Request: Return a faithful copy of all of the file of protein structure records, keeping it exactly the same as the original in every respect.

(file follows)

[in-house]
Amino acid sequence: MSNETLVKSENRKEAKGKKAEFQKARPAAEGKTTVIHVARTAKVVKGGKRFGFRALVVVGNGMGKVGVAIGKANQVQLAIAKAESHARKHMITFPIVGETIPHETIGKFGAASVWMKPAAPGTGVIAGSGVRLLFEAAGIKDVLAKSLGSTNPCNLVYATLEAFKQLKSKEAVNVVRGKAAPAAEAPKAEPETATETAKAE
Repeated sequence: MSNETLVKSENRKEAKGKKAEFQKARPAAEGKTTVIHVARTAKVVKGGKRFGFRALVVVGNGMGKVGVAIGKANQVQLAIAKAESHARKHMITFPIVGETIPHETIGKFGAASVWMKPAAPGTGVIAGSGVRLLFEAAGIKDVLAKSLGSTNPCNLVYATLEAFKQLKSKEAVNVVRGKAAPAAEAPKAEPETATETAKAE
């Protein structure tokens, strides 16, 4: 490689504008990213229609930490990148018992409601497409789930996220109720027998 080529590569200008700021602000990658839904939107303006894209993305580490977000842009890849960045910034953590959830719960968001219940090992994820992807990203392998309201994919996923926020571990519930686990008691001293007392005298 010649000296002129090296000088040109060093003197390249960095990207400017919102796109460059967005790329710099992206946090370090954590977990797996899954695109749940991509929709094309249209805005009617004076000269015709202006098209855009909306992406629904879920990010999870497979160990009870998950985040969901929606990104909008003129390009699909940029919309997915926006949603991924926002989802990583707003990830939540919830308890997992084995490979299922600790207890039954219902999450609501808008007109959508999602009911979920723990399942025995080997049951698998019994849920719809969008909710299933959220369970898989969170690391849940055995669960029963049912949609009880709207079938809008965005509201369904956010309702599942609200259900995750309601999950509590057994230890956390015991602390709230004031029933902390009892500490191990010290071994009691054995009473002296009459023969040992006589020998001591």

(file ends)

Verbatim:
[in-house]
Amino acid sequence: MSNETLVKSENRKEAKGKKAEFQKARPAAEGKTTVIHVARTAKVVKGGKRFGFRALVVVGNGMGKVGVAIGKANQVQLAIAKAESHARKHMITFPIVGETIPHETIGKFGAASVWMKPAAPGTGVIAGSGVRLLFEAAGIKDVLAKSLGSTNPCNLVYATLEAFKQLKSKEAVNVVRGKAAPAAEAPKAEPETATETAKAE
Repeated sequence: MSNETLVKSENRKEAKGKKAEFQKARPAAEGKTTVIHVARTAKVVKGGKRFGFRALVVVGNGMGKVGVAIGKANQVQLAIAKAESHARKHMITFPIVGETIPHETIGKFGAASVWMKPAAPGTGVIAGSGVRLLFEAAGIKDVLAKSLGSTNPCNLVYATLEAFKQLKSKEAVNVVRGKAAPAAEAPKAEPETATETAKAE
């Protein structure tokens, strides 16, 4: 490689504008990213229609930490990148018992409601497409789930996220109720027998 080529590569200008700021602000990658839904939107303006894209993305580490977000842009890849960045910034953590959830719960968001219940090992994820992807990203392998309201994919996923926020571990519930686990008691001293007392005298 010649000296002129090296000088040109060093003197390249960095990207400017919102796109460059967005790329710099992206946090370090954590977990797996899954695109749940991509929709094309249209805005009617004076000269015709202006098209855009909306992406629904879920990010999870497979160990009870998950985040969901929606990104909008003129390009699909940029919309997915926006949603991924926002989802990583707003990830939540919830308890997992084995490979299922600790207890039954219902999450609501808008007109959508999602009911979920723990399942025995080997049951698998019994849920719809969008909710299933959220369970898989969170690391849940055995669960029963049912949609009880709207079938809008965005509201369904956010309702599942609200259900995750309601999950509590057994230890956390015991602390709230004031029933902390009892500490191990010290071994009691054995009473002296009459023969040992006589020998001591």